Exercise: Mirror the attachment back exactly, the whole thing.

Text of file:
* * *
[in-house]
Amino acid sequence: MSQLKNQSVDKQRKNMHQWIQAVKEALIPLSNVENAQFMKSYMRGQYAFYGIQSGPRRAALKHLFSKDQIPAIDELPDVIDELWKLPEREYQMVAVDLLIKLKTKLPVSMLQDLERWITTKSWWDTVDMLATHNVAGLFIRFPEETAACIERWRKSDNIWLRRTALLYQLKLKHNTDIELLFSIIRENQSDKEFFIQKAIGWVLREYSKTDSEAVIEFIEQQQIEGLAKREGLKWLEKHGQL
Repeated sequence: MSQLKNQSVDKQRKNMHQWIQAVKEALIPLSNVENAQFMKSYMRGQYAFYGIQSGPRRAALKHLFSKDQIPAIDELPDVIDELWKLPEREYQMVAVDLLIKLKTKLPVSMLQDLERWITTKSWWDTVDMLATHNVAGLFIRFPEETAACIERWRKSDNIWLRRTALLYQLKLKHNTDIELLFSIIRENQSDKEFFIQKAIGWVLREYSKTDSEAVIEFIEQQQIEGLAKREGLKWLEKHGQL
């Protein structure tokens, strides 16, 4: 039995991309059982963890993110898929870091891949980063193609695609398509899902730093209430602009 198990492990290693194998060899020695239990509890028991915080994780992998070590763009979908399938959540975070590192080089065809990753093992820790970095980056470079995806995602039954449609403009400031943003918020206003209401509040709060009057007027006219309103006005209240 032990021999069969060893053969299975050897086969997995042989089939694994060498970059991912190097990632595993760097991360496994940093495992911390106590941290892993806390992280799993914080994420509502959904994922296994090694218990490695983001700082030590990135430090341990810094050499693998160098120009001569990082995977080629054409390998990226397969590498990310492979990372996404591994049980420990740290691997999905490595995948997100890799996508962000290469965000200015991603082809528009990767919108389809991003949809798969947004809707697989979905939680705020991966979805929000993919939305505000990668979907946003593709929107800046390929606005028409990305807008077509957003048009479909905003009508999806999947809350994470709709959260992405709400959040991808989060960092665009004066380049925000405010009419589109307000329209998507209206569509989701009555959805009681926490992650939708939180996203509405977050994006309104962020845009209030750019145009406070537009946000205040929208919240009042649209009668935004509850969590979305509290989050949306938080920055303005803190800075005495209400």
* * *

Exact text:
[in-house]
Amino acid sequence: MSQLKNQSVDKQRKNMHQWIQAVKEALIPLSNVENAQFMKSYMRGQYAFYGIQSGPRRAALKHLFSKDQIPAIDELPDVIDELWKLPEREYQMVAVDLLIKLKTKLPVSMLQDLERWITTKSWWDTVDMLATHNVAGLFIRFPEETAACIERWRKSDNIWLRRTALLYQLKLKHNTDIELLFSIIRENQSDKEFFIQKAIGWVLREYSKTDSEAVIEFIEQQQIEGLAKREGLKWLEKHGQL
Repeated sequence: MSQLKNQSVDKQRKNMHQWIQAVKEALIPLSNVENAQFMKSYMRGQYAFYGIQSGPRRAALKHLFSKDQIPAIDELPDVIDELWKLPEREYQMVAVDLLIKLKTKLPVSMLQDLERWITTKSWWDTVDMLATHNVAGLFIRFPEETAACIERWRKSDNIWLRRTALLYQLKLKHNTDIELLFSIIRENQSDKEFFIQKAIGWVLREYSKTDSEAVIEFIEQQQIEGLAKREGLKWLEKHGQL
């Protein structure tokens, strides 16, 4: 039995991309059982963890993110898929870091891949980063193609695609398509899902730093209430602009 198990492990290693194998060899020695239990509890028991915080994780992998070590763009979908399938959540975070590192080089065809990753093992820790970095980056470079995806995602039954449609403009400031943003918020206003209401509040709060009057007027006219309103006005209240 032990021999069969060893053969299975050897086969997995042989089939694994060498970059991912190097990632595993760097991360496994940093495992911390106590941290892993806390992280799993914080994420509502959904994922296994090694218990490695983001700082030590990135430090341990810094050499693998160098120009001569990082995977080629054409390998990226397969590498990310492979990372996404591994049980420990740290691997999905490595995948997100890799996508962000290469965000200015991603082809528009990767919108389809991003949809798969947004809707697989979905939680705020991966979805929000993919939305505000990668979907946003593709929107800046390929606005028409990305807008077509957003048009479909905003009508999806999947809350994470709709959260992405709400959040991808989060960092665009004066380049925000405010009419589109307000329209998507209206569509989701009555959805009681926490992650939708939180996203509405977050994006309104962020845009209030750019145009406070537009946000205040929208919240009042649209009668935004509850969590979305509290989050949306938080920055303005803190800075005495209400």